ERC Price Benchmarks/Wk Ending 4-21-17: ‘Prices Could Rise for Winter Season’


Energy Research Council’s (ERC) national benchmark price for a June 2017 electricity contract fell last week by 0.32% to $0.0758 per kilowatt hour. This is the second week electricity prices have declined, moving the national average benchmark price back to where it was at the end of March.

By far, the largest price movement last week was in Illinois, where average benchmark price dropped by 6.13%. All the other deregulated states shifted marginally, by less than half a percent in either direction.  The plung in Illinois electricity prices is primarily due the Midcontinental Independent System Operator’s (MISO) annual Planning Resource Auction (PRA) that sets capacity prices. This year’s auction set capacity prices for June 1, 2017 through May 31, 2018 at $1.50 per MW-day. This price is significantly lower than the $72.00 per MW-day set at last year’s action.

Last week, benchmark prices for longer term (36-60 month) electricity contracts were again lower than short-term (12-24 month) contracts in the District of Columbia, Maine, Maryland, Massachusetts, New Jersey, Ohio, Pennsylvania, and Texas. The reason longer-term contracts have enjoyed such favorable pricing over the past several months is that NYMEX 2019-22 calendar strips for natural gas have stayed well below Calendar 2017-2018 prices due to a tightening supply-demand balance.  This has pushed NYMEX Cal’17 and ’18 prices well above year-ago levels while outer year Cal 2019-2025 strips have remained below $3.00 in anticipation that production will eventually rebound and sustain sufficient natural gas surplus to meet growing demand.

Short Term

After trading in the $3.10-$3.25 range last week, May NYMEX futures closed Friday at $3.10/MMBtu. Last week’s decline moved May futures into a new lower technical trading range with boundaries around $2.95/MMBtu on the support side and $3.21/MMBtu on the resistance end.  

Moderate temperatures last week reduced residential and commercial demand for natural gas by 28% compared to the previous week. Overall consumption fell by 6% week-over-week while natural gas exports to Mexico decreased 24% due to pipeline maintenance.

Weather forecasts from NOAA for the next two weeks anticipate a cool-down across the central United States but warmer-than-average temperatures along both coasts. This should keep demand low and allow storage levels to increase over the next few weeks, with EIA projecting 1,750 Bcf to be added to inventory over the remaining shoulder months.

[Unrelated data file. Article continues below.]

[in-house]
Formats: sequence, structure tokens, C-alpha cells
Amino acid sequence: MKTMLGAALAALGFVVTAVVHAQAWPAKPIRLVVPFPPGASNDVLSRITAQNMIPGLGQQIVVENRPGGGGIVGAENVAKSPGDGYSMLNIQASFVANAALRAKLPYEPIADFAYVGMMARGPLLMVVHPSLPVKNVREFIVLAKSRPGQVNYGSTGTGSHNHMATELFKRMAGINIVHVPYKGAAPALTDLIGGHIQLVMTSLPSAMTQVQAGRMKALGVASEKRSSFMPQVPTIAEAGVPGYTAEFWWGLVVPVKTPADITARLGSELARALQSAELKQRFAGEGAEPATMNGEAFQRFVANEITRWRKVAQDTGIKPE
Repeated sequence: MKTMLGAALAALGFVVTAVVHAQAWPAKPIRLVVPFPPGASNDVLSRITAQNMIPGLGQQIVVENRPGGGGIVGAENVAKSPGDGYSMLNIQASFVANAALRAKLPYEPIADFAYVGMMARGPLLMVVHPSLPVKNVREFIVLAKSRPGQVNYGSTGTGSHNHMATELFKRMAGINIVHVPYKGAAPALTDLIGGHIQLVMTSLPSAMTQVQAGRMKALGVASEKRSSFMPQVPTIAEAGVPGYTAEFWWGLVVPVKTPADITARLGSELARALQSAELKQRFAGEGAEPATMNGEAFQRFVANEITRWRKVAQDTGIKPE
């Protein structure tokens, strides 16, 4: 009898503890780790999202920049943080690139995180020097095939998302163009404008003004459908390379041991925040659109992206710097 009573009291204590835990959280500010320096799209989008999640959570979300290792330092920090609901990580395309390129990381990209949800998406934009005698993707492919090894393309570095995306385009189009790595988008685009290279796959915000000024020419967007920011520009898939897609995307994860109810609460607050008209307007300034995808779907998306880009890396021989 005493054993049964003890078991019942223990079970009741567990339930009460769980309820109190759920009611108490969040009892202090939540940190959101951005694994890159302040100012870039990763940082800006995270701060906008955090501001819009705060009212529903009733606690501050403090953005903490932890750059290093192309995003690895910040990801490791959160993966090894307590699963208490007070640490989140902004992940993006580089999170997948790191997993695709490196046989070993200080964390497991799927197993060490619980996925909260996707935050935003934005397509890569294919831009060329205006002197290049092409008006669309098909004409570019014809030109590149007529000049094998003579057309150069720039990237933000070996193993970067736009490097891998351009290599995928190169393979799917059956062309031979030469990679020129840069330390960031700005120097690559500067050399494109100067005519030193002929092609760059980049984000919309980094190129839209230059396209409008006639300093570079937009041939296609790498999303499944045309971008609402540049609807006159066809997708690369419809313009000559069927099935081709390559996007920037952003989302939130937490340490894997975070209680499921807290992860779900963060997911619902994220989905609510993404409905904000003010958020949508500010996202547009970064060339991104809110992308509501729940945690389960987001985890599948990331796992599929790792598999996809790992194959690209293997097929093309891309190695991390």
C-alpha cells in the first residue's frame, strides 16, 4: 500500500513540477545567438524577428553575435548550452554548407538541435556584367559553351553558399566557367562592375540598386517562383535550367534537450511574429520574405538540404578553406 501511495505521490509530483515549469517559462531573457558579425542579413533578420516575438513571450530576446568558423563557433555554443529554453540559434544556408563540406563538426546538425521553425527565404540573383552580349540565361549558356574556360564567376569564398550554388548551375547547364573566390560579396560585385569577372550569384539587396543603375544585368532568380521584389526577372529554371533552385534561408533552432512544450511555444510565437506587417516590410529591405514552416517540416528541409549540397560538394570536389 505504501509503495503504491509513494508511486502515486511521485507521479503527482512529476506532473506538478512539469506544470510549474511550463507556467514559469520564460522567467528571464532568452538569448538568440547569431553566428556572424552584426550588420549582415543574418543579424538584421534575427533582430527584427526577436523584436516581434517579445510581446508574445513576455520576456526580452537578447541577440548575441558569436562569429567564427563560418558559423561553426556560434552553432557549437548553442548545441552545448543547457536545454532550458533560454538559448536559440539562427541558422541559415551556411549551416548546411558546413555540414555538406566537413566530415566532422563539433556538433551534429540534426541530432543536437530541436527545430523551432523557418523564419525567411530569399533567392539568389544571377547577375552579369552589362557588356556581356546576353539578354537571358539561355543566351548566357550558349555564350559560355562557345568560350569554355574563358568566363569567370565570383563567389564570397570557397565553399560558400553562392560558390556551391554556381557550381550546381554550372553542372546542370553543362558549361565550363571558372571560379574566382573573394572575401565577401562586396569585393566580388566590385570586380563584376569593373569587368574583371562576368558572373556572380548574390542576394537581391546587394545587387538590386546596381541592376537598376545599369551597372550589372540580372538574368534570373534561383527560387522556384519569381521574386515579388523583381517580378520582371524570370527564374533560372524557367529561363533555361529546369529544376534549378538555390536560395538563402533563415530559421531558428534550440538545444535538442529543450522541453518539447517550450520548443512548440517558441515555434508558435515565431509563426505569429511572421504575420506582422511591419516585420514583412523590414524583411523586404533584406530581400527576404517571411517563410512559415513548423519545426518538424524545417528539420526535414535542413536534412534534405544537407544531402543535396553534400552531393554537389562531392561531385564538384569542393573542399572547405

Long Term

Most of the large surplus in natural gas that pressured prices downward in early 2016 is dissipating.  Last week, storage levels were 15% above the five-year average. The EIA’s Short-Term Energy Outlook anticipates that storage will be only 1% above the five-year average by the end of October.

As storage levels come down, production continues to decline. Shale gas produced in the prolific Marcellus/Utica region is unable to reach other markets due to limited pipeline capacity. Even though gas rigs have increased from 86 to 165 this year, production in other regions has not improved.

Demand is anticipated to increase through 2020 because of rising Mexican exports, expanding LNG exports, escalating power burn, and growing industrial consumption.

This scenario increasingly suggests a tightening supply-demand balance that could push prices higher as the 2017-2018 winter season begins.

James Moore, Ph.D., is CEO of the Energy Research Council (ERC). He has been CEO of several research companies, including TDC, a subsidiary of International Thomson; Highline Financial, a Thomson-Reuters company; and Mentis Corporation, which was acquired by Gartner Group. He has also served as Executive Director of The Global Futures Forum, an international think tank, and as Managing Director of Gartner Group’s Global Financial Services practice.

* ERC electricity price benchmarks are derived by: 1) aggregating daily matrix prices issued by many electricity suppliers across General Service tariff rate classes for each electric utility; 2) averaging each utility’s price benchmark together for a state-level benchmark; and 3) averaging state-level benchmarks across five business days to create weekly average price benchmarks, based on next month’s start date, for commercial customers with an annual usage of up to one million kWh. The high level of correlation between matrix and custom pricing makes ERC price benchmarks a reliable measure of how prices are trending, and the direction and velocity at which prices are changing week-over-week and month-over-month. This is similar to how the S&P and Dow measure the rate and direction of change in stock market prices over time.

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